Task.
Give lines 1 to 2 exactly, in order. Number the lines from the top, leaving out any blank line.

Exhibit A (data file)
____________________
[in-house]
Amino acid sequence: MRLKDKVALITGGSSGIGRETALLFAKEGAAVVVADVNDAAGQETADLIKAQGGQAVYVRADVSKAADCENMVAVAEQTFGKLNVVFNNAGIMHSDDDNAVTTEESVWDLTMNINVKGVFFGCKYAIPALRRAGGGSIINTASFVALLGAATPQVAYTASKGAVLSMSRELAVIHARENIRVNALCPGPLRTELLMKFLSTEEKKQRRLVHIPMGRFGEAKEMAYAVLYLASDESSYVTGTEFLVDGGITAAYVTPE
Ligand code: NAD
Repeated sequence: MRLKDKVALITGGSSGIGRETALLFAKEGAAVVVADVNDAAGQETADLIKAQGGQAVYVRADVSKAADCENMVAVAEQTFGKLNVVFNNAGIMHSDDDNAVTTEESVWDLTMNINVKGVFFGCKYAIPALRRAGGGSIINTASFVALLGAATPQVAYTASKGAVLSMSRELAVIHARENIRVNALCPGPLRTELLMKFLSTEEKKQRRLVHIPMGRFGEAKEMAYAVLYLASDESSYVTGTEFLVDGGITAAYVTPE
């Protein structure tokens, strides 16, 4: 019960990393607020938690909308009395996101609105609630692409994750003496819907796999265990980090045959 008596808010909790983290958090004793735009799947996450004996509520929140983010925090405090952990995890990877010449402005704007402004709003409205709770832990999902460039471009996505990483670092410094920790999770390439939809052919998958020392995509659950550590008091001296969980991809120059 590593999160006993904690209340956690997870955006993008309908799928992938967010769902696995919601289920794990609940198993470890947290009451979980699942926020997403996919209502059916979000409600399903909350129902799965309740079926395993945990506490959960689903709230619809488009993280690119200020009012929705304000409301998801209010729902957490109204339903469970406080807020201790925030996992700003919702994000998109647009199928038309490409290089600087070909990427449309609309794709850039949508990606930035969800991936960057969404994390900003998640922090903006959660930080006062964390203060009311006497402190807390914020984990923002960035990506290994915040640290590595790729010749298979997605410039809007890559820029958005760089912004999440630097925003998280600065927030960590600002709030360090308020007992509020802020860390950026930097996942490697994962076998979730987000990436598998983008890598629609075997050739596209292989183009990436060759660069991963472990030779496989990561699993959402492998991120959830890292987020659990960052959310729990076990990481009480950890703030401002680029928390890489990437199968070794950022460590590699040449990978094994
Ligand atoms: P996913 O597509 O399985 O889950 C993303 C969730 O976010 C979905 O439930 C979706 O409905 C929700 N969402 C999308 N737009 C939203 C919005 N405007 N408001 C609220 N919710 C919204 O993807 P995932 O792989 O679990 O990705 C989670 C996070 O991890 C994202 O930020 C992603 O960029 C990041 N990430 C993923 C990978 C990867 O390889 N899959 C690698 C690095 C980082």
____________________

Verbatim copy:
[in-house]
Amino acid sequence: MRLKDKVALITGGSSGIGRETALLFAKEGAAVVVADVNDAAGQETADLIKAQGGQAVYVRADVSKAADCENMVAVAEQTFGKLNVVFNNAGIMHSDDDNAVTTEESVWDLTMNINVKGVFFGCKYAIPALRRAGGGSIINTASFVALLGAATPQVAYTASKGAVLSMSRELAVIHARENIRVNALCPGPLRTELLMKFLSTEEKKQRRLVHIPMGRFGEAKEMAYAVLYLASDESSYVTGTEFLVDGGITAAYVTPE